My father’s arrival in America as a different Dreamer | Inquirer
Emil Amok!

My father’s arrival in America as a different Dreamer

/ 10:49 AM July 11, 2022

You had to be a gambler if you came to America just before the Great Depression. That was my father, Willie Guillermo.  I talk about the day we gambled together in a special story time at 5:30 pm Pacific today. It’s pay what you want at this link.

Gambler? My dad was a dreamer. Just slightly different from the Dreamers in the DACA (Deferred Action for Childhood Arrivals) program. To them, my heart goes out after last week’s court hearing in Louisiana at the Fifth Circuit.

My father was undocumented, too. He didn’t need any. Documents, that is. Not in 1928. He was born in the Philippines as an American National. A colonized Filipino, who in the U.S. was considered a “ward of the state.” His passage cost just $60, a princely sum in those days. That bought him a ticket on a steamer from Manila arriving in San Francisco with his brother Joe on July 11th.

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That would be today. That’s why I’m doing the story time.

I’m thinking about my dad, one of the trailblazing Filipinos to come to the mainland in large numbers, because he’s part of an Asian American arrival history that’s too often ignored.

After the exclusion of Chinese to America, the Filipinos were the next large group of Asians to arrive in America–but with a difference. Filipinos, by colonization, belonged to the U.S. But that didn’t justify the discrimination they experienced in America.


Currently, there’s a move to get more high schools to teach our Asian American histories. It’s also happening at the highest levels of academia to make things right with the neglect of our history.

In the last two weeks, Harvard began hiring for its nascent Asian American studies program, powered in part by a $40 million infusion of Asian American wealth. Last week, it was announced that Erika Lee, the granddaughter of Chinese immigrants who grew up in the Bay Area and made her name as director of the U. of Minnesota’s Immigration History Research Center, would teach at Harvard. A former student of the late Ron Takaki, perhaps the most famous Asian American historian, Lee wrote the seminal work on Asian American studies for the next generation, “The Making of Asian America: A History” in 2016. The historian joins Taeku Lee, a former government professor at UC Berkeley, at Harvard.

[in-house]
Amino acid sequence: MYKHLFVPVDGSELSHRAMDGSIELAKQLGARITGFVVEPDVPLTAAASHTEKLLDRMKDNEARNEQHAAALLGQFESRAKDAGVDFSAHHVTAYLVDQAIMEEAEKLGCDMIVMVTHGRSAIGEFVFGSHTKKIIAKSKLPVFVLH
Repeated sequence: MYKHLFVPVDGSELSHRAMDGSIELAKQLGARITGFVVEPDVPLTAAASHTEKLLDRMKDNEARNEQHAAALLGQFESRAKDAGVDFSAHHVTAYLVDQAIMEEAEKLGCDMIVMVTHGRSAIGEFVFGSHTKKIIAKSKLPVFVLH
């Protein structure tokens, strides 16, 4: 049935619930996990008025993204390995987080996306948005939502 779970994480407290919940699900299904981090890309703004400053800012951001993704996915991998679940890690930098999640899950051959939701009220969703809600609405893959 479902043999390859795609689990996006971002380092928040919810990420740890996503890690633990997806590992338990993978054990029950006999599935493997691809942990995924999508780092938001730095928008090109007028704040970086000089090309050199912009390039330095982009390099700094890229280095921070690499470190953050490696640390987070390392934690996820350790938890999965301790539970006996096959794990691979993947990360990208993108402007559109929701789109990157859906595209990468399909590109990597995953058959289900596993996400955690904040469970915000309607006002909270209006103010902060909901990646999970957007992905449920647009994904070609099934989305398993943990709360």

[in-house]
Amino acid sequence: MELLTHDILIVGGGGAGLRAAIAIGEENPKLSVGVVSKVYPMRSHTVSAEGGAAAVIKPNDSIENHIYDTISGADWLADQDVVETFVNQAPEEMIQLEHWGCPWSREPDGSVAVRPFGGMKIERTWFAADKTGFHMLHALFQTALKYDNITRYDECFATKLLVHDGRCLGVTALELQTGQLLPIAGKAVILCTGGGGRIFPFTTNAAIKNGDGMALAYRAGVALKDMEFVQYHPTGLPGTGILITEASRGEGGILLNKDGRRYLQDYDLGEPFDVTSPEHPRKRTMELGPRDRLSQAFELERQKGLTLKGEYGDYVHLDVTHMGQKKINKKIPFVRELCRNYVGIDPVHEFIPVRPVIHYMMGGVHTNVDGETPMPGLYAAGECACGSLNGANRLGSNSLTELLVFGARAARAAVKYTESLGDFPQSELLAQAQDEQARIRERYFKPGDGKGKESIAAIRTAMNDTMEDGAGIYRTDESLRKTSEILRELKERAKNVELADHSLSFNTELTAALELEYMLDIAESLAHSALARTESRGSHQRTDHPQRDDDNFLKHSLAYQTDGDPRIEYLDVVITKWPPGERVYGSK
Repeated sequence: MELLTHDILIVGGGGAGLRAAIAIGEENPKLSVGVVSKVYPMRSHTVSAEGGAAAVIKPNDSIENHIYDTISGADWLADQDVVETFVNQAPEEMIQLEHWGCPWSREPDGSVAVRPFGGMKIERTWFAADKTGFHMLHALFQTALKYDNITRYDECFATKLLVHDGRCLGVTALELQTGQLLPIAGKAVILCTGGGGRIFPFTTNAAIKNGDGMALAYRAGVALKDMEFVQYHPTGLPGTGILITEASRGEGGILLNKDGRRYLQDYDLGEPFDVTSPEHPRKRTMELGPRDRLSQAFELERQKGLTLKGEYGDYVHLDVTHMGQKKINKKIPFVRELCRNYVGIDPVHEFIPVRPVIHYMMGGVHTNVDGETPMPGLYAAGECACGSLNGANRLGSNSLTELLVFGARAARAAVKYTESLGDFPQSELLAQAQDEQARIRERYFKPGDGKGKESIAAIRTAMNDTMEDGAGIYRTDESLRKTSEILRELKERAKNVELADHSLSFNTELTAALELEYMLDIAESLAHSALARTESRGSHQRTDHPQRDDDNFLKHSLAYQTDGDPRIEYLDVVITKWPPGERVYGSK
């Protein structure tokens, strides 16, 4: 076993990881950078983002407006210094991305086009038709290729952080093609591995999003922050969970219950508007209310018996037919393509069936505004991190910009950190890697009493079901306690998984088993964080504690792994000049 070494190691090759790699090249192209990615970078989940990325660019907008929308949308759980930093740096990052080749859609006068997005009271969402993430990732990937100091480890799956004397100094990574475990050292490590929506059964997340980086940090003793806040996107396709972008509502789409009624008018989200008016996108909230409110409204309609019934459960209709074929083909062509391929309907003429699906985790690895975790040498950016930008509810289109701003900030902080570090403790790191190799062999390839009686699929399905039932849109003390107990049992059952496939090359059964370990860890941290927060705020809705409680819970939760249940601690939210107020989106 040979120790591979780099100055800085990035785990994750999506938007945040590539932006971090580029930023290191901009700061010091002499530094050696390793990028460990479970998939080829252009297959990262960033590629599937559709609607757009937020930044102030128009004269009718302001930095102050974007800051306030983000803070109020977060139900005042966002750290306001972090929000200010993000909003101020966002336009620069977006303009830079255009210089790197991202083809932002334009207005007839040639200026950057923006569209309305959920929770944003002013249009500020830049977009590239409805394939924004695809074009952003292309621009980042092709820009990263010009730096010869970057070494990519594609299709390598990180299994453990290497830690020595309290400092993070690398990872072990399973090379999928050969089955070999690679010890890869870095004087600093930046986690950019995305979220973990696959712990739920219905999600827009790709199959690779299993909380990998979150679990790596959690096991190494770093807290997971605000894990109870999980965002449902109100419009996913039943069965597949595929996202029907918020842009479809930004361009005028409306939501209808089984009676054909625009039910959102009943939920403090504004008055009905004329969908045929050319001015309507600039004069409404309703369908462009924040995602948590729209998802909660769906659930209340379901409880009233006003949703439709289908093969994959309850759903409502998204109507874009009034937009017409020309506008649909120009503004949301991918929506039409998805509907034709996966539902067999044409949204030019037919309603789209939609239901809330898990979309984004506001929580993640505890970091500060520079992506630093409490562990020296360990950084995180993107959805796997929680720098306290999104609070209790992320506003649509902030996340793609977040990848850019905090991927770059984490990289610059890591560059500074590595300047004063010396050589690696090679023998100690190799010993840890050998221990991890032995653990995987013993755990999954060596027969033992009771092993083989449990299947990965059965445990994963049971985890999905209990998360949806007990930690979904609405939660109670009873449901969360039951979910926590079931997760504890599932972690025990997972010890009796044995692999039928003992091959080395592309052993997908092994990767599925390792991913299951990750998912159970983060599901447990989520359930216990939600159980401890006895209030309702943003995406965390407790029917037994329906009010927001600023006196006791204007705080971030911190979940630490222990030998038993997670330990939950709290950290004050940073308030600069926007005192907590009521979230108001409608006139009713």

Finally, the school is getting serious. I found info about the immigration of Filipinos to America in the 1920s deep in the stacks while I was a student there. It wasn’t taken seriously.


On the 94th anniversary of my father’s arrival, the path is opening up for more people to understand where Filipinos belong in the making of Asian America. And it’s happening as Harvard College itself becomes more and more Asian American.

Matriculation and the Harvard lawsuit

Diversity is happening in Cambridge, Mass. You can tell by last week’s latest matriculation number at Harvard. That’s the percentage of admits who said yes to admission. It’s around 83 percent in this September’s incoming class of 2026. That means a trickle told Harvard to shove it. But most said yes.

The news? The white members of the class are now at 42.5 percent, a sharp drop from the previous year’s 47.2 (Class of 2025).

It’s been around 47 percent since the Class of 2022, when it was 49.8, making this past graduating class the first that was minority white. The Class of 2021 was the last white majority class at 52.2 percent. So Harvard is less white, and a lot more Asian.

When I was there this summer, I saw a Filipino and it was like no big deal. In my day, you did triple takes and shared lumpia upon confirmation. Now, you’re part of the mix. And what a mix. This fall’s Class of 2026 is 27.6 Asian, up from the Class of 2025’s 25.3.